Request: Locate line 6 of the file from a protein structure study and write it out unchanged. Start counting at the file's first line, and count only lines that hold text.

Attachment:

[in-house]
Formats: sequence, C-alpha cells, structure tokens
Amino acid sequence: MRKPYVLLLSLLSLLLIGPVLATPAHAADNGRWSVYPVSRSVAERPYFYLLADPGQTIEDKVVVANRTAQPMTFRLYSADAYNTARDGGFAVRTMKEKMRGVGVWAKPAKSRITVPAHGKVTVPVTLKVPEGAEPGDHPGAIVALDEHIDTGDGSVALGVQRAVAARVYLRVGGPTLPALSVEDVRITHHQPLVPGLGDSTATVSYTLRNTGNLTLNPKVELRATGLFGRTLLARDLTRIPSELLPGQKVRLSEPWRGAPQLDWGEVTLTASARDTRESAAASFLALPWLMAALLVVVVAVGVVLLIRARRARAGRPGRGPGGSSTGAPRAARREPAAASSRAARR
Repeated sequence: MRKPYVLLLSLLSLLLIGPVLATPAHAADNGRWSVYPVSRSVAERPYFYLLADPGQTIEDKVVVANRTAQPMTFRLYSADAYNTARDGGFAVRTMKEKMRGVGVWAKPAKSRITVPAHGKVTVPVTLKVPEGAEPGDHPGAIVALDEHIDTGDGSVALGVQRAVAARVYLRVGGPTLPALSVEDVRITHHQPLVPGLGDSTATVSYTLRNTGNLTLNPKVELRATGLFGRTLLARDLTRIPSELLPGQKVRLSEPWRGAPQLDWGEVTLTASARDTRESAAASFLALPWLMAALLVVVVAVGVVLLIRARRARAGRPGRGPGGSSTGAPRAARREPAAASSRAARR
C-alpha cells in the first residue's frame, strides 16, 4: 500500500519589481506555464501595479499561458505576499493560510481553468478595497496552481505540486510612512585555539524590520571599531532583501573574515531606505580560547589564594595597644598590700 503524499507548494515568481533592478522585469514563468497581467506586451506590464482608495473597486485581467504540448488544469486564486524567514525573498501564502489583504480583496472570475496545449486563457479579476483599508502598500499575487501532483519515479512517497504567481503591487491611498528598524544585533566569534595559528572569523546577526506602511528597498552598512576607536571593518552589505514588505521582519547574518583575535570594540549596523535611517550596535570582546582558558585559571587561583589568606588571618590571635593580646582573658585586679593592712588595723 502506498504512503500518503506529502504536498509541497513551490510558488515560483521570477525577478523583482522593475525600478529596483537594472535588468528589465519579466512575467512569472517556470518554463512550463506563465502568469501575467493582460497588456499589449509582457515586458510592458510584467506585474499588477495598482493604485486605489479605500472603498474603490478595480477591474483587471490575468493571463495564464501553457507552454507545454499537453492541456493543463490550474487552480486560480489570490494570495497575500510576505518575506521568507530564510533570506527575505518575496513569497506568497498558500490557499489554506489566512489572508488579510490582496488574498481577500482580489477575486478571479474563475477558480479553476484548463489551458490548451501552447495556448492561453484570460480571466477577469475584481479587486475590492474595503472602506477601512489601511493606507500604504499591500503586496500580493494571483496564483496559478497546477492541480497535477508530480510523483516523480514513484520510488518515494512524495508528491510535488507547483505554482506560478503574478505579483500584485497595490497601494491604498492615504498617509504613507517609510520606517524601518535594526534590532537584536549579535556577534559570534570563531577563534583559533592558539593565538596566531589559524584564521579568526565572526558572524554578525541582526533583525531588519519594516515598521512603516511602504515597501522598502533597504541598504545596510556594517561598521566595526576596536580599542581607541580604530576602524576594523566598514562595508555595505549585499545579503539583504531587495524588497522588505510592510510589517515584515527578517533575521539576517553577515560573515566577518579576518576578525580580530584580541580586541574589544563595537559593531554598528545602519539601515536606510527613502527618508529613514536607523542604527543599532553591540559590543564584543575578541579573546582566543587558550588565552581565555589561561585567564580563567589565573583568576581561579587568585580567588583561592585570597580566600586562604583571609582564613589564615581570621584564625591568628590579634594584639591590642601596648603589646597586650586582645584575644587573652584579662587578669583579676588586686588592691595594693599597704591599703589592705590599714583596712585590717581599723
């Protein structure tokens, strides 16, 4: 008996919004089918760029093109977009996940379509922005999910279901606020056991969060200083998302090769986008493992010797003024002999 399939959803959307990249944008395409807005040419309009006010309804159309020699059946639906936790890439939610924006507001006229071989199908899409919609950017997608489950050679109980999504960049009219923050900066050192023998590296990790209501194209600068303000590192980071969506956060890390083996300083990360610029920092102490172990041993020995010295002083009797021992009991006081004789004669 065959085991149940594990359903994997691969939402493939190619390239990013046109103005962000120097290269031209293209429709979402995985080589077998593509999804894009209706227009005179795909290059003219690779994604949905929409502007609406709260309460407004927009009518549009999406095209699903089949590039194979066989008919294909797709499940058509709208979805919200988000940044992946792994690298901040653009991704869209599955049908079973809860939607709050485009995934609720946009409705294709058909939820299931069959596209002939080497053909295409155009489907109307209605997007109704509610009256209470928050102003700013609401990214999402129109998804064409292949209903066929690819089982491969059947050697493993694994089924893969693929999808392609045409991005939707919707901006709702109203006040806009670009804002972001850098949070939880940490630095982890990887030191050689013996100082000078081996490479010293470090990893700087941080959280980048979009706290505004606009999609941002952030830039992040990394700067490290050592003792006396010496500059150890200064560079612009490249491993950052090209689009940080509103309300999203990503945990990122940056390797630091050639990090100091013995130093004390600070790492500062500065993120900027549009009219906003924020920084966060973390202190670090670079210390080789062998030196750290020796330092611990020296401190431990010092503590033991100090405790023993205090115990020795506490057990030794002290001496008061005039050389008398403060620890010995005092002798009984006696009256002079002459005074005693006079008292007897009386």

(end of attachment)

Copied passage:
């Protein structure tokens, strides 16, 4: 008996919004089918760029093109977009996940379509922005999910279901606020056991969060200083998302090769986008493992010797003024002999 399939959803959307990249944008395409807005040419309009006010309804159309020699059946639906936790890439939610924006507001006229071989199908899409919609950017997608489950050679109980999504960049009219923050900066050192023998590296990790209501194209600068303000590192980071969506956060890390083996300083990360610029920092102490172990041993020995010295002083009797021992009991006081004789004669 065959085991149940594990359903994997691969939402493939190619390239990013046109103005962000120097290269031209293209429709979402995985080589077998593509999804894009209706227009005179795909290059003219690779994604949905929409502007609406709260309460407004927009009518549009999406095209699903089949590039194979066989008919294909797709499940058509709208979805919200988000940044992946792994690298901040653009991704869209599955049908079973809860939607709050485009995934609720946009409705294709058909939820299931069959596209002939080497053909295409155009489907109307209605997007109704509610009256209470928050102003700013609401990214999402129109998804064409292949209903066929690819089982491969059947050697493993694994089924893969693929999808392609045409991005939707919707901006709702109203006040806009670009804002972001850098949070939880940490630095982890990887030191050689013996100082000078081996490479010293470090990893700087941080959280980048979009706290505004606009999609941002952030830039992040990394700067490290050592003792006396010496500059150890200064560079612009490249491993950052090209689009940080509103309300999203990503945990990122940056390797630091050639990090100091013995130093004390600070790492500062500065993120900027549009009219906003924020920084966060973390202190670090670079210390080789062998030196750290020796330092611990020296401190431990010092503590033991100090405790023993205090115990020795506490057990030794002290001496008061005039050389008398403060620890010995005092002798009984006696009256002079002459005074005693006079008292007897009386």